Egg-sized tumor in nine-year-old boy's jawbone replaced with leg bone in RARE SURGERY
Doctors recently performed a rare surgery on a nine-year-old boy using bone from his right leg to replace part of his jaw after removing a benign tumor that could have potentially disfigured his face.
Demetri Pristouris, from Brooklyn, New York, had a part of his right jaw replaced with a section of the fibula bone in his lower right leg. His mother Stacy Pristouris said it all began when she noticed that her son's right jaw was swollen this past Thanksgiving. She initially thought it was an allergic reaction to food, but doctors later confirmed it was a growing tumor. Demetri underwent an eight-hour surgery in February at the Cohen Children’s Medical Center at Northwell Health’s Long Island Jewish Hospital on Long Island.
“I was very nervous when I had the surgery. I was scared. I feel much better now,” Demetri of Dyker Heights told the New York Post. Dr David Hirsch, one of the boy's surgeons, told the newspaper it's rare to replace a child's jaw with bones from the leg due to a tumor. “Kids rarely get this type of tumor,” Hirsch, the chairman of oral and maxillofacial surgery at Northwell’s Lenox Hill Hospital in Manhattan, explained. “When we do see such a tumor, it is usually small. His was the largest one we’ve seen in children.”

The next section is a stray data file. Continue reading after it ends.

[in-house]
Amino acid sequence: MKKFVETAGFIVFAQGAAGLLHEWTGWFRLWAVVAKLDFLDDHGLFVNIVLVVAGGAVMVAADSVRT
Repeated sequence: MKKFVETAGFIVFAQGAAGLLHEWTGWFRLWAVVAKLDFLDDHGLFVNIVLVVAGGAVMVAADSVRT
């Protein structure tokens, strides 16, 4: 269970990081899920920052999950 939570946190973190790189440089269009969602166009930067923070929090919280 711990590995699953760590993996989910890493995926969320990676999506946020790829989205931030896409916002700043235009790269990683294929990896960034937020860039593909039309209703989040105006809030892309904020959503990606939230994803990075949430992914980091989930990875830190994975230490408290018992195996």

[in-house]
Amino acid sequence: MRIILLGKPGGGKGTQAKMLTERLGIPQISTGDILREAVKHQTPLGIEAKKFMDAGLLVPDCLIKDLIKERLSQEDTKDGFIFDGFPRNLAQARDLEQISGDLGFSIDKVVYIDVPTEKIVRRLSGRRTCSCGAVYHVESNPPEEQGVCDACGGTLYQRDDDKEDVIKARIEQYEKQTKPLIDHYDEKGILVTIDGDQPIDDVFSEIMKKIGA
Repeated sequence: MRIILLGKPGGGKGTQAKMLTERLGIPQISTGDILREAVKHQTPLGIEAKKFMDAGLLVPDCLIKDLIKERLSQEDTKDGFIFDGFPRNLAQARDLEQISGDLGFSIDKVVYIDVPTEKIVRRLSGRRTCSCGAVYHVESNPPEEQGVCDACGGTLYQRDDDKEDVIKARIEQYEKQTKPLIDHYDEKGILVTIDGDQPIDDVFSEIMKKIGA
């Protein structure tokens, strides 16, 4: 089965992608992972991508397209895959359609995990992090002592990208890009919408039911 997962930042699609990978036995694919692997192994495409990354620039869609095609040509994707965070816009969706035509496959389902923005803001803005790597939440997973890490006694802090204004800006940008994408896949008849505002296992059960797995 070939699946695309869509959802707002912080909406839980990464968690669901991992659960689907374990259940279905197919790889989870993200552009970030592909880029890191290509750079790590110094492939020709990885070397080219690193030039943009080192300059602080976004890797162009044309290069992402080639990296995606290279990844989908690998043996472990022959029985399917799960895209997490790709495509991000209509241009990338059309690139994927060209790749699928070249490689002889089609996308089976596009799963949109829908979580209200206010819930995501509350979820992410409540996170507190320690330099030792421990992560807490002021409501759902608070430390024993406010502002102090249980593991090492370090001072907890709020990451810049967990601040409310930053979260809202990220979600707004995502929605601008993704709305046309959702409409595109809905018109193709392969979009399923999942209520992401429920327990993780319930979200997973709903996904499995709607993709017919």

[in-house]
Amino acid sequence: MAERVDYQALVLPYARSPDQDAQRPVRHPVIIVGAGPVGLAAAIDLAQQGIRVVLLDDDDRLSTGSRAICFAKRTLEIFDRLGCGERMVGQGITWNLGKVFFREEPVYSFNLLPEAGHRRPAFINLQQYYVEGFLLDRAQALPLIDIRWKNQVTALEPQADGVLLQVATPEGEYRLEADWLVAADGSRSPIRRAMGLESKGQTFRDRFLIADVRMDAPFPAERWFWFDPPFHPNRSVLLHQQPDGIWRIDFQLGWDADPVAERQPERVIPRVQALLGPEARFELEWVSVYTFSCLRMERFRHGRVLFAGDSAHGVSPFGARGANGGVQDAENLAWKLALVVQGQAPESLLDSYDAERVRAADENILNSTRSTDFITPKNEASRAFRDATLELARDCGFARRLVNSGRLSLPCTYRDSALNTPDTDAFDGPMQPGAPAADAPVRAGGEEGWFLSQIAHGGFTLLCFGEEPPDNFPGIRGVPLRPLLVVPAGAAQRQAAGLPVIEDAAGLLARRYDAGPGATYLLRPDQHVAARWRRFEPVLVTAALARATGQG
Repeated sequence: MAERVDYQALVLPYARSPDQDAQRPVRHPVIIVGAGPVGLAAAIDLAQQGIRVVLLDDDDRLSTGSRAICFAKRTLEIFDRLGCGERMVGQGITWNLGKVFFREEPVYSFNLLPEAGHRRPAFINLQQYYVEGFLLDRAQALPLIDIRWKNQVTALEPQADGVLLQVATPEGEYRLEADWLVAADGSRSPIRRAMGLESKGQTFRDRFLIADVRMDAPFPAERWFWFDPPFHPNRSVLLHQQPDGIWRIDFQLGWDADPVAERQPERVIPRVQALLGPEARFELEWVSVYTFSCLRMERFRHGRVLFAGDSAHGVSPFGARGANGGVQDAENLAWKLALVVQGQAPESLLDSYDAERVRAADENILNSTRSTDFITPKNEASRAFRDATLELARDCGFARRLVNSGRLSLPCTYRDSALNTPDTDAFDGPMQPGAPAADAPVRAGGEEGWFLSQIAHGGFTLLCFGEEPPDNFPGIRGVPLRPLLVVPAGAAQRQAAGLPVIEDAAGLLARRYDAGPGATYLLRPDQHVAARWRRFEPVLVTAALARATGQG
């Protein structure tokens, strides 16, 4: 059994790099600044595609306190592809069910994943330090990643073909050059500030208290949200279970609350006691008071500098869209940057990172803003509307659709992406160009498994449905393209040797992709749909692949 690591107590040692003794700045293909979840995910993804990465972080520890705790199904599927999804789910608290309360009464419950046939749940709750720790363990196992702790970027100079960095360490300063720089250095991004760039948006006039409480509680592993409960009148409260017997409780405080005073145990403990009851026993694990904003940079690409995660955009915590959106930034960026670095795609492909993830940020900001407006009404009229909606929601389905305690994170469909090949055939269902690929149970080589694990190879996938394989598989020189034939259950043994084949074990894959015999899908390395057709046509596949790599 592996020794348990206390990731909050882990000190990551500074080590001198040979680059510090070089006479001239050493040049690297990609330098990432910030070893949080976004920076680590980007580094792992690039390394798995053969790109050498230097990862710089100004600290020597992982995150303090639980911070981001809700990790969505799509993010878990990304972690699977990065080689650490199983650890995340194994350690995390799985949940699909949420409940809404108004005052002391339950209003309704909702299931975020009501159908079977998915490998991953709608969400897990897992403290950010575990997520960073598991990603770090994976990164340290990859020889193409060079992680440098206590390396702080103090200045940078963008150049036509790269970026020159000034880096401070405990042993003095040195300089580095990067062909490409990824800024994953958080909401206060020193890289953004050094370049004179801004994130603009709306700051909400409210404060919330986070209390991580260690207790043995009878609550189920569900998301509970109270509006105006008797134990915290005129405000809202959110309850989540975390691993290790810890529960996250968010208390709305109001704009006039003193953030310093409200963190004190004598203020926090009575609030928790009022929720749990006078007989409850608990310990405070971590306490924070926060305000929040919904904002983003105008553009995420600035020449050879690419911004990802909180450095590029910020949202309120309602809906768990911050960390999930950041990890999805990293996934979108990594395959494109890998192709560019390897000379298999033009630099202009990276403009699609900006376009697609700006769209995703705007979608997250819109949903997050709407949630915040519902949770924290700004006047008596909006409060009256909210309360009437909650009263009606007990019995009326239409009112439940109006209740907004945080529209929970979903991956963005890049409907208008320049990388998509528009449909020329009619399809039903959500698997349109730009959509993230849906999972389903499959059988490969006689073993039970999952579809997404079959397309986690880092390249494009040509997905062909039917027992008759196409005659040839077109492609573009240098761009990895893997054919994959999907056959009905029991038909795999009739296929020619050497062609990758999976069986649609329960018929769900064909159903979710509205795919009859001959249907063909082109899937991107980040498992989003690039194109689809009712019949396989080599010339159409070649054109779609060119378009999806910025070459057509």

“The tumor was the size of an egg when they removed it," Demetri's mom told the Post. “I was told his jaw bone wasn’t there. A mass, a tumor was there,” she recalled. “We were told they had to remove the tumor and had to rebuild Demetri’s jaw by taking a bone from his leg.” Hirsch said his team successfully fused Demetri’s fibula bone with the rest of his jaw bone after much of the damage done was removed. While the boy still needs teeth replaced from his surgery, he is already swimming and playing other sports.
Demetri was forced to miss two months of school due to the ordeal, but his mother Stacy is relieved that her son was able to return to classes at the Classic Hellenic Charter School in the spring. “Demetri healed really well,” his doctor remarked, noting that the recurrence rate for such a tumor is 1 percent after the jawbone removal and fibula replacement. On the other hand, the recurrence rate for less invasive surgery is 65 percent.
Speaking of unconventional surgeries, MEAWW previously reported how doctors performed an impressive reconstruction procedure on a woman whose pet pitbull devoured "half her arm" in a vicious attack. Tya Lucas, 41, from Lewisville, Texas was rushed to a hospital and placed on a ventilator for two days. She would end up staying at the hospital for 19 days, with hundreds of stitches across her limbs and five surgeries to remove dead skin. Doctors also performed a sixth operation in which they took some muscle from her back, rolled it up into the shape of a bicep, and attached it to her arm.